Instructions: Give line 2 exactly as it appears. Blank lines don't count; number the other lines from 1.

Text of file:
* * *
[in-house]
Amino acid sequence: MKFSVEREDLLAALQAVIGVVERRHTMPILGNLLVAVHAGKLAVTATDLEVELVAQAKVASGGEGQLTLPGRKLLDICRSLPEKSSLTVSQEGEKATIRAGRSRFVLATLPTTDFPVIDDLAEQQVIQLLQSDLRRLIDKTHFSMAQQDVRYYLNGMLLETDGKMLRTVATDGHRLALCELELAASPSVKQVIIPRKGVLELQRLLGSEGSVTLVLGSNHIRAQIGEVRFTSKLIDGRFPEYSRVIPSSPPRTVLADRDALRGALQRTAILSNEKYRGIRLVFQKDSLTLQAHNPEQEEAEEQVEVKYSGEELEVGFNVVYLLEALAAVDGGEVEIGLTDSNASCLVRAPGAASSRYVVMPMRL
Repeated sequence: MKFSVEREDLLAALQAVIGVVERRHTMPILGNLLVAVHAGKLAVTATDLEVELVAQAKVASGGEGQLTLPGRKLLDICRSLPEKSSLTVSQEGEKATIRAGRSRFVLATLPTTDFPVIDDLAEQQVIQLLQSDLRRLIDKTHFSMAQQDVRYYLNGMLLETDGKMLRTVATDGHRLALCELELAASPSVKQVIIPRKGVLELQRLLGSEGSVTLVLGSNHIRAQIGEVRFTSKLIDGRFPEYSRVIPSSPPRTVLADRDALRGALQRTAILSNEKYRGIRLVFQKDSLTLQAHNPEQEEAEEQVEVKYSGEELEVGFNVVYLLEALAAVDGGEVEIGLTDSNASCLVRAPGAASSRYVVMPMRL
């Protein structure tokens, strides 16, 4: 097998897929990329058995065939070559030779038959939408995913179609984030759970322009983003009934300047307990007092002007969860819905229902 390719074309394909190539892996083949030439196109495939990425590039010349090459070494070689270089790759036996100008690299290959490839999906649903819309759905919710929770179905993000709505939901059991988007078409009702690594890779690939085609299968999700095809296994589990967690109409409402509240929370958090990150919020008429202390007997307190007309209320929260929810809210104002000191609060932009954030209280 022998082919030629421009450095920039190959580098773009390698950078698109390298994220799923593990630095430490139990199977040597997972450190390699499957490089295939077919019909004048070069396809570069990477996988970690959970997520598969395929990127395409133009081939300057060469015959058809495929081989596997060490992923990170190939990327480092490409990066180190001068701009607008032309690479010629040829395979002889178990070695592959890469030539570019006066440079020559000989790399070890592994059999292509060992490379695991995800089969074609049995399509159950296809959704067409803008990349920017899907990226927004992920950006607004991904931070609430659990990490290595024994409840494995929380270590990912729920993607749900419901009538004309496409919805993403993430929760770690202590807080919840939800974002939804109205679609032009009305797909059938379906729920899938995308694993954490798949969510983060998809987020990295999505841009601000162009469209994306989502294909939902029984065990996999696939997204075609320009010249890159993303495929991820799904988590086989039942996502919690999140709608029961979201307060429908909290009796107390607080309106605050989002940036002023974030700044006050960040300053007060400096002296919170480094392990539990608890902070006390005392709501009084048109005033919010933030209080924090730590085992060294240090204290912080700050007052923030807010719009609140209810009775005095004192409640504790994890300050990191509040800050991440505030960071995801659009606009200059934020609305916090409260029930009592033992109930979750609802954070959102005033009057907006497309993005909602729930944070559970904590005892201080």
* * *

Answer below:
Amino acid sequence: MKFSVEREDLLAALQAVIGVVERRHTMPILGNLLVAVHAGKLAVTATDLEVELVAQAKVASGGEGQLTLPGRKLLDICRSLPEKSSLTVSQEGEKATIRAGRSRFVLATLPTTDFPVIDDLAEQQVIQLLQSDLRRLIDKTHFSMAQQDVRYYLNGMLLETDGKMLRTVATDGHRLALCELELAASPSVKQVIIPRKGVLELQRLLGSEGSVTLVLGSNHIRAQIGEVRFTSKLIDGRFPEYSRVIPSSPPRTVLADRDALRGALQRTAILSNEKYRGIRLVFQKDSLTLQAHNPEQEEAEEQVEVKYSGEELEVGFNVVYLLEALAAVDGGEVEIGLTDSNASCLVRAPGAASSRYVVMPMRL